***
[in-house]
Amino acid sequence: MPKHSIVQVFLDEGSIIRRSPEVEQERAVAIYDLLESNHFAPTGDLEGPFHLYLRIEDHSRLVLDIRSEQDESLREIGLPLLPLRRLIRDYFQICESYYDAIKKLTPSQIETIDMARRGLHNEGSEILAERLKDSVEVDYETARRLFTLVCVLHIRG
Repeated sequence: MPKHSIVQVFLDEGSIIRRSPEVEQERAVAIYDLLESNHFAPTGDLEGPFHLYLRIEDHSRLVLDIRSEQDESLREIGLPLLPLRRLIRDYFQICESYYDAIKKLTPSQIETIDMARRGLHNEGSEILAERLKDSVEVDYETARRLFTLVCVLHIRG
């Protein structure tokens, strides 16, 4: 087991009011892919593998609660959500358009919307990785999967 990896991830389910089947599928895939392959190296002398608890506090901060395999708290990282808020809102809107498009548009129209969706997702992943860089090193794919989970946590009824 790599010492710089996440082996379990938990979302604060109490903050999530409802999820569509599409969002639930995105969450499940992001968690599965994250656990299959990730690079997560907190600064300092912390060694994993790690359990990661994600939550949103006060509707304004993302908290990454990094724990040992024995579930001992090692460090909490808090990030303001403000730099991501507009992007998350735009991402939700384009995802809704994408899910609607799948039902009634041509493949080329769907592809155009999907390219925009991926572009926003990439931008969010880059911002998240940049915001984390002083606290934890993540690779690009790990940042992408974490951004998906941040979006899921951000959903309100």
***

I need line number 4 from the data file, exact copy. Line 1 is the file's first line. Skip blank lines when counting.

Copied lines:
């Protein structure tokens, strides 16, 4: 087991009011892919593998609660959500358009919307990785999967 990896991830389910089947599928895939392959190296002398608890506090901060395999708290990282808020809102809107498009548009129209969706997702992943860089090193794919989970946590009824 790599010492710089996440082996379990938990979302604060109490903050999530409802999820569509599409969002639930995105969450499940992001968690599965994250656990299959990730690079997560907190600064300092912390060694994993790690359990990661994600939550949103006060509707304004993302908290990454990094724990040992024995579930001992090692460090909490808090990030303001403000730099991501507009992007998350735009991402939700384009995802809704994408899910609607799948039902009634041509493949080329769907592809155009999907390219925009991926572009926003990439931008969010880059911002998240940049915001984390002083606290934890993540690779690009790990940042992408974490951004998906941040979006899921951000959903309100």